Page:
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Summary:

New tweaks to Qualcomm’s silicon designs have produced not only a mobile processor capable of supporting Ultra HD, but also a baseband chip that can tap into the world’s fastest networks.

Snapdragon generic

Qualcomm hasn’t yet tackled the octuple-core mobile processor yet, but on Wednesday it did announce some significant improvements to its application processor line as well as the baseband chips that connect phones to the network.

Qualcomm unveiled the Snapdragon 805, a quad-core processor with an improved CPU design based on its Krait architecture. Each core can run at clock speeds as high 2.5 GHz, which Qualcomm Technologies EVP and co-President Cristiano Amon said was an industry first.

Sony Ultra HDTVOn the multimedia front, Qualcomm has designed the new Snapdragon to support Ultra HD resolutions and 4K video rendering thanks its new Adreno 420 graphics processing unit, which Amon said is 40 percent faster than its GPU predecessors. Though Ultra HD may not seem that useful on a phone, eventually smartphones and tablets will be used as multimedia appliances to feed content to external displays. The new Adreno supports advanced features like hardware tessellation and geometry shading, which Amon said will not only improve the video and gaming experience but allow for more stunning user interfaces.

Unlike its Snapdragon 800 predecessor, the 805 isn’t an integrated chip combining the baseband with the applications processor. Instead Qualcomm is pairing two different modems with the 805, which take into account the growing variation in LTE networks being launched all over the world.

Both modems support the new LTE-Advanced technique carrier aggregation, which lets networks transmit over two separate LTE networks simultaneously, but Qualcomm’s newest baseband, called the Gobi 9×35, is intended to work with the beefier networks going up in Asia, Europe and the U.S. It’s Qualcomm’s first modem to support downlink and uplink transmissions over two aggregated 20 MHz channels. Phones and tablets with this modem will not only be able to tap into the full 150 Mbps of theoretical bandwidth on Verizon’s new LTE monster, as well as SK Telecom and Everything Everywhere’s new 4G systems, but also multiple network configurations with speeds as high as 300 Mbps.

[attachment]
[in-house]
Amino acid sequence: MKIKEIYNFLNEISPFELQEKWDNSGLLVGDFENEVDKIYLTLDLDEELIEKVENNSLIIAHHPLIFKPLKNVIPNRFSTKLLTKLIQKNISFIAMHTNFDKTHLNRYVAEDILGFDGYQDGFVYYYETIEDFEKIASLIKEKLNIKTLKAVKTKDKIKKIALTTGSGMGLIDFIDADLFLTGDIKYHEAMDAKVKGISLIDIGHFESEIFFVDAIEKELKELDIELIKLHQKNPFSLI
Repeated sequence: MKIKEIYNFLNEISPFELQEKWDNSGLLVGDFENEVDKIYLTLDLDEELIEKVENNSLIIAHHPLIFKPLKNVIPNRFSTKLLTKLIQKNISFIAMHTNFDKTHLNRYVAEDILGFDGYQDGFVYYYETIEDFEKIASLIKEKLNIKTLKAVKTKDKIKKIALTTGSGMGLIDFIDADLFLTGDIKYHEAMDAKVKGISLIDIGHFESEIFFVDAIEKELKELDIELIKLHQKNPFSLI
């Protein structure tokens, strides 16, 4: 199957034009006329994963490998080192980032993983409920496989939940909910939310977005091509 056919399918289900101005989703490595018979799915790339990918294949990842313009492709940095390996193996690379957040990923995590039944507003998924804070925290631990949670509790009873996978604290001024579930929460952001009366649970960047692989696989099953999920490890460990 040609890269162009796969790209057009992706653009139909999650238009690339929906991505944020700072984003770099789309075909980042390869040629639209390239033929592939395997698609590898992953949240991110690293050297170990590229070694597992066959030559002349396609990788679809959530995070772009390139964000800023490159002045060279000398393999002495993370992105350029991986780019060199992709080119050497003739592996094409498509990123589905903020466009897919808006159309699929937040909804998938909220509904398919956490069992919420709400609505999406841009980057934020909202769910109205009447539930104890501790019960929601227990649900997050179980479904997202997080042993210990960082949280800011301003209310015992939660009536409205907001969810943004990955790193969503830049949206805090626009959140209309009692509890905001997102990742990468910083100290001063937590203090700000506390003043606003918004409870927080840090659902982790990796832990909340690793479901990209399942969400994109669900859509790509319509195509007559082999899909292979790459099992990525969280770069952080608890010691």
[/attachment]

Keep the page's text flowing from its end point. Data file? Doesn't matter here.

In addition, the 9×35 is Qualcomm’s first LTE category 6 chips, which means it has a few other tricks up its sleeve, such as support for four antenna designs, if a vendor chooses to implement them. Technically these chips could support theoretical connection speeds of 600 Mbps. Our LTE networks still have to catch up, though.

LTE category speed chart

Both the Snapdragon 805 and the new Gobi modem are sampling with device makers today, and Qualcomm expects them to appear in commercial handsets in the first half of 2014. That means we’ll probably see phones and tablets powered by this silicon at CES.

Correction: This post was updated at 7:45 AM PT to correct some bandwidth figures.

  1. Does this mean that it can use bandwidth from WiFi and 4G/3G at the same time?

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    1. No, it’s probably more accurate to say that you’re able to use different LTE Channels in different parts of the spectrum as one logical channel.

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      1. Hi Joe,

        Dilip is right. Think of carrier aggregation as a way of accessing multiple LTE networks at the same time. As for using both Wi-Fi and 3G/4G, it’s possible. Our phones use both radios simultaneously all the time — hotspot mode. There are apps for the PC you can download that will allow you to use both as data channels at the same time, so I imagine they’re coming to the phone as well.

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        1. Ok, thanks, so if I’m directly in between two towers, than instead of just connecting to one and getting ‘bad’ service, I can potentially connect to both and get ‘not so bad’ service?

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          1. Not with this technology. Carrier Agg will allow your device to tap two frequencies from the same tower, say Verizon’s current network at 700 MHz and its new network in the 1700/2100 MHz band.

            There is an LTE-Advanced technology in the works called CoMP, which will do what you described though. It’s still a few years away.

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  2. ok. thanks for the great info.

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